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Bringing you news and commentary on solutions and strategies for protecting critical IT infrastructure in the context of your business.

President Obama Endorses Least Privilege

Posted October 17, 2011    Peter McCalister

We have showed that the insider threat is significant in this blog for the last 2 years and have even pointed out recently that it made the Wall St Journal among other well respected publications. But, when President Obama aims to stop WikiLeaks-style disclosures, then least privilege has really come of age.

That’s correct, President Obama “Establishes Insider Threat Task Force” according to GovINfoSecurity.com. The article goes on to report “President Obama issued an executive order Friday [Oct 7, 2011] that establishes an Insider Threat Task Force to prevent potentially damaging and embarrassing exposure of government secrets, such those made public by WikiLeaks.” The article then goes on to say “The White House, in a statement accompanying the executive order, said its strategic importance is to ensure the government provides adequate protections to its classified information while at the same time sharing the information with all who reasonably need it to do their jobs.”

Thea article concludes with “In addition, the administration said it sought to ensure that policies, processes, technical security solutions, oversight and organizational cultures evolve to match its information sharing and safeguarding requirements. The administration, in developing the executive order, also said it sought to respect privacy and civil rights and emphasize that effective and consistent guidance and implementation must be coordinated across the entire government. “We are only as strong as our weakest link and this is a shared risk with shared responsibility,” the White House statement said.”

It’s about time the White House is catching up with ideas we have been educating the world on for years. Establishing a Least Privilege environment is the first step to achieving an IT environment whereby everyone can still be productive while being secure and the ability to intentionally, accidentally or indirectly misuse privilege is mitigated. Read about how you can implement this here.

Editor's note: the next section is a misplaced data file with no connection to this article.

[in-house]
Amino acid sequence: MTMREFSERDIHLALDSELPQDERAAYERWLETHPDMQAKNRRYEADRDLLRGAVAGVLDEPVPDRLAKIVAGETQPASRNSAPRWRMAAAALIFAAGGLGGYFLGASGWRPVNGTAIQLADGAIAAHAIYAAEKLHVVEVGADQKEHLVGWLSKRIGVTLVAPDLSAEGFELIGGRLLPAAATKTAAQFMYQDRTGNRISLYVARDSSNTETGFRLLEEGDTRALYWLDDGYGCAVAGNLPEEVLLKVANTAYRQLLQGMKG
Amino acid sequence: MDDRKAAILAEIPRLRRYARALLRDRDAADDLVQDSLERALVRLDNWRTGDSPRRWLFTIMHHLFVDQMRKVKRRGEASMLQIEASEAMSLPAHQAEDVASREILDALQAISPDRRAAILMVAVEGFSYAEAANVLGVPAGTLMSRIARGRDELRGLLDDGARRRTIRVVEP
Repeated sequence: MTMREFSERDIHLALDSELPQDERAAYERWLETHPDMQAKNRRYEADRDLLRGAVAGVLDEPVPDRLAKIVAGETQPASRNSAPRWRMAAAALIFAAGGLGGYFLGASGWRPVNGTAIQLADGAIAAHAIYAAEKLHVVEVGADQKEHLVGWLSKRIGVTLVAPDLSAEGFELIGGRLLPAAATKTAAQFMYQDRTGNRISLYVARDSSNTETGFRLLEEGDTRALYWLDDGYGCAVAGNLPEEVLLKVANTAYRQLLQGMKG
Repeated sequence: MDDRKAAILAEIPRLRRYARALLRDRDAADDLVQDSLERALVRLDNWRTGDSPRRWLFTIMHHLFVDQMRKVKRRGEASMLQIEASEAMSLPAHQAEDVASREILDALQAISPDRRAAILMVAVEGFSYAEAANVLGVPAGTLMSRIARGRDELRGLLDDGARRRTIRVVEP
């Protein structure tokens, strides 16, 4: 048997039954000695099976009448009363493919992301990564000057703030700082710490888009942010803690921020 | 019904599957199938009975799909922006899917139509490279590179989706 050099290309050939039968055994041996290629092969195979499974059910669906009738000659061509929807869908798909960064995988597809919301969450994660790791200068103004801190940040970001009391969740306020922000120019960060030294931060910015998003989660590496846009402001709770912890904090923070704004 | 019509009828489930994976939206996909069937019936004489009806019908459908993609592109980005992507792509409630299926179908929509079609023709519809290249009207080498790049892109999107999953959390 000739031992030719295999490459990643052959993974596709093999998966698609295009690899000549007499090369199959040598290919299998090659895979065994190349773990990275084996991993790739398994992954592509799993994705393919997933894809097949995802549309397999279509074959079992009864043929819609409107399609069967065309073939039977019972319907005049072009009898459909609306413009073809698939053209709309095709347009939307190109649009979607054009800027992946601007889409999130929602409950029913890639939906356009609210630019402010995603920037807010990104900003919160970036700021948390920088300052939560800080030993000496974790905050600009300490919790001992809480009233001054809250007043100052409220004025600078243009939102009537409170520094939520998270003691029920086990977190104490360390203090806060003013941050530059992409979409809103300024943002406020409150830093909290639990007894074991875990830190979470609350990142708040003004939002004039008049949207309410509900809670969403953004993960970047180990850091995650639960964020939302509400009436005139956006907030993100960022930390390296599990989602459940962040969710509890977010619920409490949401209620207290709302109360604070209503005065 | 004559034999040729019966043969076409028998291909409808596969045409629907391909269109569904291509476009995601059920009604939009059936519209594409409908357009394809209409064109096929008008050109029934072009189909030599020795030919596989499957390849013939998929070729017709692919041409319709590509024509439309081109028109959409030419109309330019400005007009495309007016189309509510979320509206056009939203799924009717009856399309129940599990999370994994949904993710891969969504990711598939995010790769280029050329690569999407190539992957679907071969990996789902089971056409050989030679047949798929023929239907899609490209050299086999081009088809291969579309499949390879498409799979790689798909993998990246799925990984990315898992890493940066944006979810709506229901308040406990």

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Additional articles

How To Implement The Australian Signals Directorate’s Top 4 Strategies

Posted October 20, 2014    Morey Haber

The Australian Signals Directorate (ASD), also known as the Defence Signals Directorate, has developed a list of strategies to mitigate targeted cyber intrusions. The recommended strategies were developed through ASD’s extensive experience in operational cyber security, including responding to serious security intrusions and performing vulnerability assessments and penetration testing for Australian government agencies. These recommendations…

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asp-mvc

Exploiting MS14-059 because sometimes XSS is fun, sometimes…

Posted October 17, 2014    BeyondTrust Research Team

This October, Microsoft has provided a security update for System.Web.Mvc.dll which addresses a ‘Security Feature Bypass’. The vulnerability itself is in ASP.NET MVC technology and given its wide adoption we thought we would take a closer look. Referring to the bulletin we can glean a few useful pieces of information: “A cross-site scripting (XSS) vulnerability exists…

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4bestpracticesaudits-blog

Four Best Practices for Passing Privileged Account Audits

Posted October 16, 2014    Chris Burd

Like most IT organizations, your team may periodically face the “dreaded” task of being audited. Your process for delegating privileged access to desktops, servers, and infrastructure devices is a massive target for the auditor’s microscope. An audit’s findings can have significant implications on technology and business strategy, so it’s critical to make sure you’re prepared…

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